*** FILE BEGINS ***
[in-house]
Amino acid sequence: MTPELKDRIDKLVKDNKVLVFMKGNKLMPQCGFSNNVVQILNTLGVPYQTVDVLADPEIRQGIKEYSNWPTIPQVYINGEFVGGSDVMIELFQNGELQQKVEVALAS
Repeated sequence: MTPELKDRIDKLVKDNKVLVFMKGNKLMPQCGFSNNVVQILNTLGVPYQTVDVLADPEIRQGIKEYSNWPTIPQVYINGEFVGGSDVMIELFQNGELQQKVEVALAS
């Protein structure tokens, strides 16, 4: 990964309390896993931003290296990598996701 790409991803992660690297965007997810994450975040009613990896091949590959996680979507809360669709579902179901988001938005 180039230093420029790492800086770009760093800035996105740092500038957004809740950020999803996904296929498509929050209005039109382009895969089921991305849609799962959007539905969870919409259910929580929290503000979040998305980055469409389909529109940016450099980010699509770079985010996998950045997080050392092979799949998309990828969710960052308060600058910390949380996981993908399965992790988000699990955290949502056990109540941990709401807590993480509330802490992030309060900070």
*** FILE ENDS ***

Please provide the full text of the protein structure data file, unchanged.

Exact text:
[in-house]
Amino acid sequence: MTPELKDRIDKLVKDNKVLVFMKGNKLMPQCGFSNNVVQILNTLGVPYQTVDVLADPEIRQGIKEYSNWPTIPQVYINGEFVGGSDVMIELFQNGELQQKVEVALAS
Repeated sequence: MTPELKDRIDKLVKDNKVLVFMKGNKLMPQCGFSNNVVQILNTLGVPYQTVDVLADPEIRQGIKEYSNWPTIPQVYINGEFVGGSDVMIELFQNGELQQKVEVALAS
């Protein structure tokens, strides 16, 4: 990964309390896993931003290296990598996701 790409991803992660690297965007997810994450975040009613990896091949590959996680979507809360669709579902179901988001938005 180039230093420029790492800086770009760093800035996105740092500038957004809740950020999803996904296929498509929050209005039109382009895969089921991305849609799962959007539905969870919409259910929580929290503000979040998305980055469409389909529109940016450099980010699509770079985010996998950045997080050392092979799949998309990828969710960052308060600058910390949380996981993908399965992790988000699990955290949502056990109540941990709401807590993480509330802490992030309060900070």